Landing Data: What it tells us about the state of the outplacement industry

Greg Simpson Article 5 mins

In the outplacement industry, landing data is one of the most important tools used to determine how long a programme should last and what features should be included in that programme.

And yet, in recent years, landing data has started to eclipse other equally important aspects of the outplacement process. For many organisations, it has become the central focus for procurement, prompting outplacement firms to make increasingly ambitious claims about how little time it takes to find a new job for an employee in transition.

The end result of this trend is hardly surprising: both established firms and newcomers are embroiled in a race to the bottom, trying to outbid each other on how little time they need to find someone a new job.

The hard reality of the outplacement world is that basic landing data is not always as meaningful as some firms would have you believe. In fact, the length of time it takes to find someone a new job is only one of many metrics to assess the overall value of a programme. And in some instances, it is not the most important metric.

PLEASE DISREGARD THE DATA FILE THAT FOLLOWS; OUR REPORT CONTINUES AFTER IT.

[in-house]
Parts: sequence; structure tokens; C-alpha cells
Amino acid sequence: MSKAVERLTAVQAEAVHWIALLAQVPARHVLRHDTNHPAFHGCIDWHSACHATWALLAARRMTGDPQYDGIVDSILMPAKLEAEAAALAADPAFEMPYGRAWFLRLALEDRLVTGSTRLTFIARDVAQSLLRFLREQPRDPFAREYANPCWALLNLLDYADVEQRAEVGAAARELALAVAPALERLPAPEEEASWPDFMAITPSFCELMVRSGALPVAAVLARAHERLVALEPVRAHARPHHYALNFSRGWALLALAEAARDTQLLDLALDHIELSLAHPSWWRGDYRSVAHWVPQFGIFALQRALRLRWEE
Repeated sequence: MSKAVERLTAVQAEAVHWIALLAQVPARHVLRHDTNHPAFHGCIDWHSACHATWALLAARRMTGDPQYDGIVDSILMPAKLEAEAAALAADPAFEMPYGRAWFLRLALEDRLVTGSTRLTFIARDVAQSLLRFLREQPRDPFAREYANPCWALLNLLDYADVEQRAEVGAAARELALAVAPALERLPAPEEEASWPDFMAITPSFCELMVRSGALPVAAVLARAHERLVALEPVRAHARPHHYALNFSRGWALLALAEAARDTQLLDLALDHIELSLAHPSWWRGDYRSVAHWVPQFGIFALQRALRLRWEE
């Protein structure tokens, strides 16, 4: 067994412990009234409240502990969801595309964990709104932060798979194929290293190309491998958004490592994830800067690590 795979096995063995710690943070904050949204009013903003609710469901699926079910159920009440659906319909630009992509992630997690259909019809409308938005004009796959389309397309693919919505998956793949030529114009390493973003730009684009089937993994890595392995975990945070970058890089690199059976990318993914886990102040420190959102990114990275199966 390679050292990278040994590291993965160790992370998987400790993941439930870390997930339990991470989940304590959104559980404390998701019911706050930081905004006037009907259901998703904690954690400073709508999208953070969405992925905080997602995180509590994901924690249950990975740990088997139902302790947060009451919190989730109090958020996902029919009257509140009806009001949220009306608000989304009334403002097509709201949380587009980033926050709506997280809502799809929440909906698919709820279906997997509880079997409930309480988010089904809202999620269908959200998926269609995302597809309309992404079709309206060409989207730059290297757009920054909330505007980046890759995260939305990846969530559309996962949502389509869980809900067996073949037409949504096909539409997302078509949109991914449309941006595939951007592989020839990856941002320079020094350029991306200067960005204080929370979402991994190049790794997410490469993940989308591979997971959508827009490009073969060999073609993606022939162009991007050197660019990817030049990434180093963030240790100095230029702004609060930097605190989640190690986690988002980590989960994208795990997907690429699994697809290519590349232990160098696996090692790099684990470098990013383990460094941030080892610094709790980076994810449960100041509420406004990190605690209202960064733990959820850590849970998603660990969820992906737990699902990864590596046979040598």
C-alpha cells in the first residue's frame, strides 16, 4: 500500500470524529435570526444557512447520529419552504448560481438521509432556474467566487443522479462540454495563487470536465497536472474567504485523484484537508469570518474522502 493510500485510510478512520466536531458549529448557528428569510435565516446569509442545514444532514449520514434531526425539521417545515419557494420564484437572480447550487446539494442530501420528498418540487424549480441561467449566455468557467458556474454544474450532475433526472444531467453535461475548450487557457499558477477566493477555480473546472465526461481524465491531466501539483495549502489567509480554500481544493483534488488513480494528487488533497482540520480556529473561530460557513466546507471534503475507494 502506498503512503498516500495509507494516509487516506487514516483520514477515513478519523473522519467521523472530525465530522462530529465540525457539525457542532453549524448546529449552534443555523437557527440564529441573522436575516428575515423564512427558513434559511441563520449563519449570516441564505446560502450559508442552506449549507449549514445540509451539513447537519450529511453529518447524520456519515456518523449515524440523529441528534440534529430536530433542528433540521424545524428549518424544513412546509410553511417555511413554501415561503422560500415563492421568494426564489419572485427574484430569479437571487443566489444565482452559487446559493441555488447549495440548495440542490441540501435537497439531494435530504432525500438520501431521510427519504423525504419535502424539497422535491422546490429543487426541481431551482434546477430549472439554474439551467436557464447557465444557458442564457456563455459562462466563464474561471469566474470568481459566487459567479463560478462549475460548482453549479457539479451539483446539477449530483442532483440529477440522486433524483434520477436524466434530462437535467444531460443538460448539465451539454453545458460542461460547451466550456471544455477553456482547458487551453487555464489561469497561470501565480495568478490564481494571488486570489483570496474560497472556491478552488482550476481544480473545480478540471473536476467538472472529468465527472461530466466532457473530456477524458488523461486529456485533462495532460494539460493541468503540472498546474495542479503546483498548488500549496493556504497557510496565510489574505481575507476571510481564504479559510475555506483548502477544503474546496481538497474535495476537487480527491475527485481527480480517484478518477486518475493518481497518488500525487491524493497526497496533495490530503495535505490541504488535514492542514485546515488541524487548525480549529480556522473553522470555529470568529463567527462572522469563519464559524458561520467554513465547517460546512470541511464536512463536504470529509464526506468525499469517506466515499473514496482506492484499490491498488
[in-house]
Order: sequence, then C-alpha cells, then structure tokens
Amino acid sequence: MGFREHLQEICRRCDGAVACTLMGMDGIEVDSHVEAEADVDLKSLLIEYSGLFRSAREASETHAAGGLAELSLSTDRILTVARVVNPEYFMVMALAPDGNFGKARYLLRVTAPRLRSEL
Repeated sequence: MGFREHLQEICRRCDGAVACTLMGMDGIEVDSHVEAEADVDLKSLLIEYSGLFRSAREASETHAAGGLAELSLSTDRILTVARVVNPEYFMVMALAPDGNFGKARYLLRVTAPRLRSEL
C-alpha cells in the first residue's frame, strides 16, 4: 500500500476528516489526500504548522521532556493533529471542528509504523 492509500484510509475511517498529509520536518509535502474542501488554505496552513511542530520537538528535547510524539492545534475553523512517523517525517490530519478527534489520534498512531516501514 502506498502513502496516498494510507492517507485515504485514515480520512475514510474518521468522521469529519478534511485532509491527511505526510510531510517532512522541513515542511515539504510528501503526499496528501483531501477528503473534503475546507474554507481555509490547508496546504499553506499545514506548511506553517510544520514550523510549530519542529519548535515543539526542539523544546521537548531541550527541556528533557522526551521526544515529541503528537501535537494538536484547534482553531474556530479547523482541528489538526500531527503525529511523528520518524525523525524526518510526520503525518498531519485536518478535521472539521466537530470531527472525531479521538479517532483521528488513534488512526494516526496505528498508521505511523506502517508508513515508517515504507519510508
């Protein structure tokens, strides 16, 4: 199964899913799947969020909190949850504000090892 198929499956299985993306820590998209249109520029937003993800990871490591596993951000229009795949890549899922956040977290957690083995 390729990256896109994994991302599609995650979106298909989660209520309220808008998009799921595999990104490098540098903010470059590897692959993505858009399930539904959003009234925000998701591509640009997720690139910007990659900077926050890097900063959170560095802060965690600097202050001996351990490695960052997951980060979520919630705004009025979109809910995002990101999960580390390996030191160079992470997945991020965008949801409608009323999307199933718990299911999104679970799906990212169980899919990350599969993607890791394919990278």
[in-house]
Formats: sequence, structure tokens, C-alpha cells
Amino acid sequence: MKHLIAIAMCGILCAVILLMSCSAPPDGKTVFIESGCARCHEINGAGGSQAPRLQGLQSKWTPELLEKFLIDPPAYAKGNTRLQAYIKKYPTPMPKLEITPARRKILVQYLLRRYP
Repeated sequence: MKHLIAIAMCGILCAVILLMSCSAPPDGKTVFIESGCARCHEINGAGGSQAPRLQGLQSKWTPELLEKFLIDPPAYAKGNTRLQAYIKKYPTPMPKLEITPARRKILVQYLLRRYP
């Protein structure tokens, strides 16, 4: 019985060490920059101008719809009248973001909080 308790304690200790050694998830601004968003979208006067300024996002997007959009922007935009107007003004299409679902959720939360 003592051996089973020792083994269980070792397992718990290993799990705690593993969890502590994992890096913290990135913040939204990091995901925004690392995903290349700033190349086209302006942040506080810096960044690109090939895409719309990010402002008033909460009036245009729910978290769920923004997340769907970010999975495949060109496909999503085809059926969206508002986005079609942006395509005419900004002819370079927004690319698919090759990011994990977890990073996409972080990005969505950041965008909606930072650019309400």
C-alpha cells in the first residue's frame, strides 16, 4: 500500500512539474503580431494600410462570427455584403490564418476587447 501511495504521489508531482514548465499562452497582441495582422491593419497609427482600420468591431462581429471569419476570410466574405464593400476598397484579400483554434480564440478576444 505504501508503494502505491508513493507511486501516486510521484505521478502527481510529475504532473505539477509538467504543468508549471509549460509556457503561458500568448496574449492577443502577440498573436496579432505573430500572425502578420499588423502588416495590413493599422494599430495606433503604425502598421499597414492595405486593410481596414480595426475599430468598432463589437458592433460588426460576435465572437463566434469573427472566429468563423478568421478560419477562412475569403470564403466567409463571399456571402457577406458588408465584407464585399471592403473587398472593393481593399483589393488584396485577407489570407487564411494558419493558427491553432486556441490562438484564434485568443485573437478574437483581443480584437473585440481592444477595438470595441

How can you spot clean and reliable landing data, and how can you use it to build a truly effective outplacement programme? These questions can only be answered by looking deeply into the whole idea of landing data and how it is applied in today’s outplacement industry.

The good, the bad and the ugly truth of landing data

There are two fundamental truths about landing data.

First, outplacement is absolutely effective in shortening the time it takes for someone to find a job. Long-term data is clear on this point: individuals who are thrown out into the job market on their own without outplacement support will take longer—often months longer—to find jobs.

Good outplacement support helps individuals deal with the shock of losing one job and focus on the best practices that will help them find the next opportunity.